As an aside, I'm really sorry I didn't get into chiropractice. Though maybe it's not late? I mean, I'm about to learn a lot about people's joints...:grin:

Which reminds me that today's practice was great. I played with a sambo guy who's branched into BJJ - he had more experience in grappling than me and better conditioning...but he was also trying to use moves he didn't know well, so I actually spent most of the time on top. It was refreshing!
After the practice, I spoke with a purple belt in the gym and asked him questions. He evaluated my technical skills and conditioning and told me that I'm approaching the bottom game wrong.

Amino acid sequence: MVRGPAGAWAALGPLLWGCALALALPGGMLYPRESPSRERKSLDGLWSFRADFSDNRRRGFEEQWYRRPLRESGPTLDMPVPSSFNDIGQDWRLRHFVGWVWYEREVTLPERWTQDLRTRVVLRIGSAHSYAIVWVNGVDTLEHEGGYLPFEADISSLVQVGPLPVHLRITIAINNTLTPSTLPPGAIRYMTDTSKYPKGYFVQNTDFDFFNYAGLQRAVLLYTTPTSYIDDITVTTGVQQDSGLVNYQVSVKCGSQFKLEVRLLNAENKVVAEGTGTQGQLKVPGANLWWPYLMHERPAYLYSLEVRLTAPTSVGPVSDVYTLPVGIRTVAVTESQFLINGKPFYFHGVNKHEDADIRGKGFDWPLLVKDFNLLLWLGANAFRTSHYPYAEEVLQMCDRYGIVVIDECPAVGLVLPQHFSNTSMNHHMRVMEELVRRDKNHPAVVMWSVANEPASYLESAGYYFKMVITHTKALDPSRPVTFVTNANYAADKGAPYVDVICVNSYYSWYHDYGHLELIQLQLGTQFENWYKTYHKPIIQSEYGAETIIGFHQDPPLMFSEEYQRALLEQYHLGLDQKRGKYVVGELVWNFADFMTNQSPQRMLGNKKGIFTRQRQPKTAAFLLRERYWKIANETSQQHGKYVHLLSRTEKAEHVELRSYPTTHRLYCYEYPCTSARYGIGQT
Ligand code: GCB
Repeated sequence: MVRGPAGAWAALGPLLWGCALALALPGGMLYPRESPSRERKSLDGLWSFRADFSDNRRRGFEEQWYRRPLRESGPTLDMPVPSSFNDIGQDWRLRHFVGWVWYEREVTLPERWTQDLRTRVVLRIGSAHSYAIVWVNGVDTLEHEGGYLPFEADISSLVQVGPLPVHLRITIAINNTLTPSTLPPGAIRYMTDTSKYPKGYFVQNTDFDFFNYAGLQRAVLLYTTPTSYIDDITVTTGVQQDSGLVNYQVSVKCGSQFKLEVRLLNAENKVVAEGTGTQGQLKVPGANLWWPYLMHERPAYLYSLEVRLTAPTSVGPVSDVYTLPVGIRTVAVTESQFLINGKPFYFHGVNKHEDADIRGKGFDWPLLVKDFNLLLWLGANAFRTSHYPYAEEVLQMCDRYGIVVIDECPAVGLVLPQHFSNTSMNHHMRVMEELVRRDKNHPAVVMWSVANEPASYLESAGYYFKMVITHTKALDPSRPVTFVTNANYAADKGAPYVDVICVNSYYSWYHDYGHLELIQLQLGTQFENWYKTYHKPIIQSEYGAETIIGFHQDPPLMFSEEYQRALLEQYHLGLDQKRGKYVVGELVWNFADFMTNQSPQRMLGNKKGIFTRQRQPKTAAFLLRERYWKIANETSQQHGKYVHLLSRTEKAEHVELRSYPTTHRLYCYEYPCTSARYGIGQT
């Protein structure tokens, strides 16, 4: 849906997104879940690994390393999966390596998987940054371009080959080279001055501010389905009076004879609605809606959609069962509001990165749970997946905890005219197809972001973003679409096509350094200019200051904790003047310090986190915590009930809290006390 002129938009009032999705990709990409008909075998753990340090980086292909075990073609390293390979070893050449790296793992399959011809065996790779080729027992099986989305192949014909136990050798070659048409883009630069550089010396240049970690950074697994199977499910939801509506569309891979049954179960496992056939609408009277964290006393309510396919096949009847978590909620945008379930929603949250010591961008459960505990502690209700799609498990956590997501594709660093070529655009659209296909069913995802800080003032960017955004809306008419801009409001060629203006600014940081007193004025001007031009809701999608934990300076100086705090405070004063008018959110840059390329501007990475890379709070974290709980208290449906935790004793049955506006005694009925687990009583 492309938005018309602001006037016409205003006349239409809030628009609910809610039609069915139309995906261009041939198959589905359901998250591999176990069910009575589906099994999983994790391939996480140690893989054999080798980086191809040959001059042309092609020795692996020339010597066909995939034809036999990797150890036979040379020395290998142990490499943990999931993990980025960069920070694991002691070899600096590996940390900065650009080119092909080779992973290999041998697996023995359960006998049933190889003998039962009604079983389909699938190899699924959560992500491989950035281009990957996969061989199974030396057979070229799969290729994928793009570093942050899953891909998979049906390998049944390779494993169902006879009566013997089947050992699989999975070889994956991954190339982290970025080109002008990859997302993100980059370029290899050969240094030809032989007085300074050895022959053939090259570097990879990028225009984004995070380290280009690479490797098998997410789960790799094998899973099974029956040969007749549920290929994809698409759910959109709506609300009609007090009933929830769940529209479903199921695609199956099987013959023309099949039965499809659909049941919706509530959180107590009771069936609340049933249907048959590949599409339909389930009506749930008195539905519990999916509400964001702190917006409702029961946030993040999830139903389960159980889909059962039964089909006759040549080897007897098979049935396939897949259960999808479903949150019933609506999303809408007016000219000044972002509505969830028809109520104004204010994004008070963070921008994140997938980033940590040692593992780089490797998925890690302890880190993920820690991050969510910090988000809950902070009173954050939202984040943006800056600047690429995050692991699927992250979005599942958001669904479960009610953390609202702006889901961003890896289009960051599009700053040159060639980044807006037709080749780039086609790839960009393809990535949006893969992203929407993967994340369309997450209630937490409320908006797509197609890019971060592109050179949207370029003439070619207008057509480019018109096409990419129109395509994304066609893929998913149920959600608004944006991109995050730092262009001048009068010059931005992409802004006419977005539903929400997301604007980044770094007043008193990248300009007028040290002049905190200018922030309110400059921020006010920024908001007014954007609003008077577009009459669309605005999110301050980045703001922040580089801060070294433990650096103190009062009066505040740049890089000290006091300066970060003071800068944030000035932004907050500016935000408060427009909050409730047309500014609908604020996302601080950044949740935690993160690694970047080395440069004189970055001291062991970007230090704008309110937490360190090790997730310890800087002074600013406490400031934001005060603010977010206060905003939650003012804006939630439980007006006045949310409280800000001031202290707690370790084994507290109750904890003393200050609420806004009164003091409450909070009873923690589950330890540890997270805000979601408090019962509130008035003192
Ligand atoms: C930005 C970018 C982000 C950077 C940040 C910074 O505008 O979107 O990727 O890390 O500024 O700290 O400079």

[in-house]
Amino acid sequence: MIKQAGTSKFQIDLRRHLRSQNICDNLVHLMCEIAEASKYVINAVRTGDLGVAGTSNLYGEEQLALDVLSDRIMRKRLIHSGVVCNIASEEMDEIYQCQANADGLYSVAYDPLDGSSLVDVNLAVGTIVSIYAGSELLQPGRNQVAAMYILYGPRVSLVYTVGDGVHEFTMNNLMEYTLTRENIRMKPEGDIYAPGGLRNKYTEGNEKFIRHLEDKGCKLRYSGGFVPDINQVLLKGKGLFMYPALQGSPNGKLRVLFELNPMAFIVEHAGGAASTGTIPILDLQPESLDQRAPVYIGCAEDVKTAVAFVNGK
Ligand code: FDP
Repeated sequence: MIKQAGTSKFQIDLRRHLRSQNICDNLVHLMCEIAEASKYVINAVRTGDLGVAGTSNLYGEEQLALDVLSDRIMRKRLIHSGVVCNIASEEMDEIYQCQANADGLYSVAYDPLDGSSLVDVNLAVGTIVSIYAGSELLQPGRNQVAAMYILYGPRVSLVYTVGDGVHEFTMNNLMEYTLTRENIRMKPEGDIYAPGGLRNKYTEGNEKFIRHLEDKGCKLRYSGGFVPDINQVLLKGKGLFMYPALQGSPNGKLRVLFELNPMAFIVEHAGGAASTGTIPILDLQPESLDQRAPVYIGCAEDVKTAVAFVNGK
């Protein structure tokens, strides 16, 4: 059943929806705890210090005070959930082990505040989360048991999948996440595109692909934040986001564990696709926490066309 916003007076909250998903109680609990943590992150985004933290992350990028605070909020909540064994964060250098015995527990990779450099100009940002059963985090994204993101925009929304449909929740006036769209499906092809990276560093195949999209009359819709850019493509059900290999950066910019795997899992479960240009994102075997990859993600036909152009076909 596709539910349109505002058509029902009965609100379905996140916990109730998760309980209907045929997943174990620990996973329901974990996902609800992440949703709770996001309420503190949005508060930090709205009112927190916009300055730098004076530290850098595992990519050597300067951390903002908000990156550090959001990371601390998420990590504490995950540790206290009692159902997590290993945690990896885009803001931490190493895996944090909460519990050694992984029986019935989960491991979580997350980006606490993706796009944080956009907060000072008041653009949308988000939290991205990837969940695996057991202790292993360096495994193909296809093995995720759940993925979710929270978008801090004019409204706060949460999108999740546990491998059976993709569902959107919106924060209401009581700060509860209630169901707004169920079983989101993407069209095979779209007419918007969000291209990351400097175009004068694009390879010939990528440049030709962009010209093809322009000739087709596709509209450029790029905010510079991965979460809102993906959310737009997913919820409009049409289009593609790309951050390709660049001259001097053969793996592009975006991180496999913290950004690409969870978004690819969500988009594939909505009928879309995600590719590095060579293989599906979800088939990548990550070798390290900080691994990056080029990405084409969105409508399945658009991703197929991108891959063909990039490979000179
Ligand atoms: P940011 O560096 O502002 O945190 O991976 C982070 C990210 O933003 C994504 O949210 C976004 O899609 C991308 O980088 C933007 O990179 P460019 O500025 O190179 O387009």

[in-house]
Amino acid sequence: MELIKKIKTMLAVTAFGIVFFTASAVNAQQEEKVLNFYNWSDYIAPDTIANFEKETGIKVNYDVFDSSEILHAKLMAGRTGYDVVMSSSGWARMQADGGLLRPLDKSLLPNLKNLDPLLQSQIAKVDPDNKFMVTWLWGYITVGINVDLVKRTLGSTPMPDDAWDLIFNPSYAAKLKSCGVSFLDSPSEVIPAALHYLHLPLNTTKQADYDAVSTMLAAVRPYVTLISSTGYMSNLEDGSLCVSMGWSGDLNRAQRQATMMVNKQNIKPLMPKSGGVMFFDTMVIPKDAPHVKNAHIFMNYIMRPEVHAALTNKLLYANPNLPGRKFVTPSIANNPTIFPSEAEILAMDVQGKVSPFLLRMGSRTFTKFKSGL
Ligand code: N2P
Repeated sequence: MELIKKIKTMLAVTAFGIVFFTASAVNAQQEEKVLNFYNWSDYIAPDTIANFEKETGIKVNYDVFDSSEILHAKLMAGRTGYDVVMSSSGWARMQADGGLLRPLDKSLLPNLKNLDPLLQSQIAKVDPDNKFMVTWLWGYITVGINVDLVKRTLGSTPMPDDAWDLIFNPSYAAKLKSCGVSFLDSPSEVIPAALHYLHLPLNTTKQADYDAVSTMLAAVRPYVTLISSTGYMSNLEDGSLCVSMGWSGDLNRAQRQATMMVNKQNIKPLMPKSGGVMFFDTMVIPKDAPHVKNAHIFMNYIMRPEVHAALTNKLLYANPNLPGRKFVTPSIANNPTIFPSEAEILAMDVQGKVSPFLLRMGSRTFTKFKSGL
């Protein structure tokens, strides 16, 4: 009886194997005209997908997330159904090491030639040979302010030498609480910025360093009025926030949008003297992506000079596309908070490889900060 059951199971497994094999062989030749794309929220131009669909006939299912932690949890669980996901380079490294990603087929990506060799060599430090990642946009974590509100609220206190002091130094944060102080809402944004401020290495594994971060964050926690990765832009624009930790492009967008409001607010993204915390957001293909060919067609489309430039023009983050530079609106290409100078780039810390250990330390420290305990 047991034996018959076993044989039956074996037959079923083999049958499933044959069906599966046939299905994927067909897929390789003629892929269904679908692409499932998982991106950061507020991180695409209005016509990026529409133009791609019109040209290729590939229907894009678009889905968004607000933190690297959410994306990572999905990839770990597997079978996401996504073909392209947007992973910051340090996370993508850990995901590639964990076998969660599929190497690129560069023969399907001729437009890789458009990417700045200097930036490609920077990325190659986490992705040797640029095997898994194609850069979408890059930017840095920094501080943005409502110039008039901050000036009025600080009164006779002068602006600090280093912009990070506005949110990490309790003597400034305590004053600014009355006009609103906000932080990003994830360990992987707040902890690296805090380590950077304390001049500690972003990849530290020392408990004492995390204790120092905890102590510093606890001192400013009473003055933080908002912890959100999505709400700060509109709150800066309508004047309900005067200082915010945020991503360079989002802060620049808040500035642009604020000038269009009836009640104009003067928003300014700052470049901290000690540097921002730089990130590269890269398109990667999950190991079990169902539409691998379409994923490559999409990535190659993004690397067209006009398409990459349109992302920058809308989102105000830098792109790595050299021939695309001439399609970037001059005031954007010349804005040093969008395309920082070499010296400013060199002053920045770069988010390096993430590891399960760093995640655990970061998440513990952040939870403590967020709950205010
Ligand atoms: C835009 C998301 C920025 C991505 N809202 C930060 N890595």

According to him, it's "too early" for me to play closed guard and shoulder pin/Williams guard, until I improve my stretching, especially in the hip joints.
I have to ask him about half guard, which I suspect requires less stretching. But his advice was to focus on butterfly guard!
Which suits me fine, actually. I was planning to do the butterfly guard, I just expected that it would be considered "more advanced", so I was putting that off. But it seems I've got that wrong...:angel:

Well, I have to still finish my Williams guard instructionals, though obviously I'd have to revisit them later. But after that, I'm going to focus on the butterfly guard!
I still have to watch Marcelo Garcia's Butterfly guard instructional, but I already have some idea what to do, thanks to Carlos Machado!